We started building our first finishing shop in January 1999. It was a small 24x24 shop built just outside Cabot, Arkansas. The shop served us well for a couple of years, but the demand soon outgrew our shop size.
Trouble was business picked up faster than we thought. We could only hold two shelters at one time. We've now expanded three times. Currently, we are located in Austin, Arkansas. On the other side of Cabot.
An all-steel, fully underground tornado shelter. A staircase with antislip tape and handrail rather than a ladder. We used a ten gauge floor with 12 gauge sidewalls and roof, then added 1/4" "C" channel under it on the sides, back, and top. We added bench seating on both sides and across the rear. Double welded in critical seams and overlapped roof. We coated the outside with a Hi-mil two-part marine epoxy and used the same final coat of paint on the inside they use on the outside commercial jet aircraft.
Handcrafted quality, Built one at a time. We don't hire extra help during the rush season. That can compromise the product. But, the end result will be worth the wait. We use almost twice as much 1/4" "C" channel for structure support that most others and welded inside and out at critical seams.
They are first power washed at 4200psi to remove the residue from the chemical leak test procedure. They are then degreased to get down to the bare metal. Edges are ground as needed and checked for any burs or blemishes in the metal.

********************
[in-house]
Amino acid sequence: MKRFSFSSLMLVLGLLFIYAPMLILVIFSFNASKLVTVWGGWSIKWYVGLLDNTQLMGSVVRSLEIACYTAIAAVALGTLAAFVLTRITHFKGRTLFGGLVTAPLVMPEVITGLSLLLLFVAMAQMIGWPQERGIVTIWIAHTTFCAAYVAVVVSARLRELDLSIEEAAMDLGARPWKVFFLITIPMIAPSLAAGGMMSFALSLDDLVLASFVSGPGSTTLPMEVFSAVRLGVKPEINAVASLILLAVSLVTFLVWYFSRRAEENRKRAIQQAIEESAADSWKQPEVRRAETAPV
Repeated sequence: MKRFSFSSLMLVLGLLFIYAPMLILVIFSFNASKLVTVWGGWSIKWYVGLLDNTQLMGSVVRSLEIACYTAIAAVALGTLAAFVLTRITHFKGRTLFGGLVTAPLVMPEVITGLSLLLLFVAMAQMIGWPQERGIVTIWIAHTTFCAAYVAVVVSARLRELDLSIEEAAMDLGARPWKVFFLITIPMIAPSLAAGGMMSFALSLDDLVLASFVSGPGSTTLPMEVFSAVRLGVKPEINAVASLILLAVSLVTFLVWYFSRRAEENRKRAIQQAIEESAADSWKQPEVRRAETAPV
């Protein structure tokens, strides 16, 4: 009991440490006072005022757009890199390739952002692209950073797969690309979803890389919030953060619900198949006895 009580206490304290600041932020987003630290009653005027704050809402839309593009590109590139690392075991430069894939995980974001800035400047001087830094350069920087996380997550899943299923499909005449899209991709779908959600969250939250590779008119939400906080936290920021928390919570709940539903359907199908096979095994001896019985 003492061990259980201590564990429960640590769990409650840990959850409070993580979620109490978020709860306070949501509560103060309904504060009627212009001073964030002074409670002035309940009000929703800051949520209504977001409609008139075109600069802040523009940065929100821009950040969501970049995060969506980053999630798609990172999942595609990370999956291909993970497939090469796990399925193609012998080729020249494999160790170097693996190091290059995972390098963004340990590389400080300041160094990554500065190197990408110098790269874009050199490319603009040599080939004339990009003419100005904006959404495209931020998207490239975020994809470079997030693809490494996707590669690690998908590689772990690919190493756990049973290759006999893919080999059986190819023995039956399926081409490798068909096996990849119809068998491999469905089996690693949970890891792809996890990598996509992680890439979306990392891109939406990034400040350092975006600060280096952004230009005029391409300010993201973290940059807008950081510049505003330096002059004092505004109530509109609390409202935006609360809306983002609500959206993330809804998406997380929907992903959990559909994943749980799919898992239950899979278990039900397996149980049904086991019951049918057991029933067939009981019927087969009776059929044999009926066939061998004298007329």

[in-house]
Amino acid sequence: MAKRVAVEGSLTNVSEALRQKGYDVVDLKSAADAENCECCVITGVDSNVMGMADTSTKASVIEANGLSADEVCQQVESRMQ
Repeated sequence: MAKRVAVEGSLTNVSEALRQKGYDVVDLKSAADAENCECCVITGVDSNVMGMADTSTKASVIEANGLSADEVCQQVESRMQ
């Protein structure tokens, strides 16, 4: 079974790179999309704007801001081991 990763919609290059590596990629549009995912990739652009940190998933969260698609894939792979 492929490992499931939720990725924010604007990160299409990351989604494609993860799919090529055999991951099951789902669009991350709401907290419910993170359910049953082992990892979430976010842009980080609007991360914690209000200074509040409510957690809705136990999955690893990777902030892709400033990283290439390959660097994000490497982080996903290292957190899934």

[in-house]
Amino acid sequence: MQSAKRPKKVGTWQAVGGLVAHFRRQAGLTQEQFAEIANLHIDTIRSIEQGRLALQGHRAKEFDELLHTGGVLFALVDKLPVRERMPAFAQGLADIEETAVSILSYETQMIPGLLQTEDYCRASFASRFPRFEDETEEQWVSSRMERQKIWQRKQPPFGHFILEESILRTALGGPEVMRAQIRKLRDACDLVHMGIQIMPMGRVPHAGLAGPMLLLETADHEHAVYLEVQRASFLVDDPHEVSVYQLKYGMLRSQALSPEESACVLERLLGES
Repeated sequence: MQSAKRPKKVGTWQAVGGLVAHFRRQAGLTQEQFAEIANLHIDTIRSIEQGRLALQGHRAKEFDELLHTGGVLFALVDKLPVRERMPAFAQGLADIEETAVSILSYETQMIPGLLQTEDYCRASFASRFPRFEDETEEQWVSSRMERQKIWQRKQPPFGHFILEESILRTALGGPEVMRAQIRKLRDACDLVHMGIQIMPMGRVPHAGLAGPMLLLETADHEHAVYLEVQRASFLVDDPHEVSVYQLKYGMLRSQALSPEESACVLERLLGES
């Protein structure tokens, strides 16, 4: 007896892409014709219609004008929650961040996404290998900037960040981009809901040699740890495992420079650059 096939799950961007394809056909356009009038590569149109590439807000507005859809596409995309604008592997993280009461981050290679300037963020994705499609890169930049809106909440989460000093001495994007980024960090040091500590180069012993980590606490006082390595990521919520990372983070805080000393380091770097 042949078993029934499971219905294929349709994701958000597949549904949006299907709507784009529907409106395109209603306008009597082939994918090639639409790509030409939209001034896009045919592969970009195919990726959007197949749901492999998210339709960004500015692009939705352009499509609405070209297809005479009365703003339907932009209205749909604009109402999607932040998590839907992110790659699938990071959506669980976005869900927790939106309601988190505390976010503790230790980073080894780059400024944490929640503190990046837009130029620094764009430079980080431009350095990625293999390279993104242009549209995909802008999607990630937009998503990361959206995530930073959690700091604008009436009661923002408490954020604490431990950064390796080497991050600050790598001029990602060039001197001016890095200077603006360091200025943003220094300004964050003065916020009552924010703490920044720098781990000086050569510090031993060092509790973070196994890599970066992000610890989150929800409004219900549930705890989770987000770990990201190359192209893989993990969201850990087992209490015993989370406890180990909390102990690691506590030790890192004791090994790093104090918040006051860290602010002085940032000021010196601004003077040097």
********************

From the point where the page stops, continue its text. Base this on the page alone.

They are first primed with an industrial metal primer. The topcoat is almost more of a chemical than a paint. It's what's used to paint the outside of commercial jet aircraft. We do a minimum of three coats. The exterior is coated with a hi-mil marine epoxy. It's used on barges and off-shore drilling rigs and even approved by the U.S. Corp of Engineers for dam gates.
I didn't start out to get into the storm shelter business. I just wanted something better for my family then a converted septic tank. That's all there was at the time. I wanted something that wouldn't be a massive hump in the yard, something a tornado could slam something into. I met with a group of welders, tossed some ideas, and developed the basic design.
We sealed it with roofing tar and painted the inside silver.
After installing it, friends and neighbors raved about it. So I built a few for them. I figured saving lives was a gratifying thing to get into, and it also put some change in my pocket. Now in the small town of Cabot, where it all started, we have sold and installed over 100 with a Cabot, Arkansas address. I've gained a lot of friends in the process as well. Saving lives is what it's all about.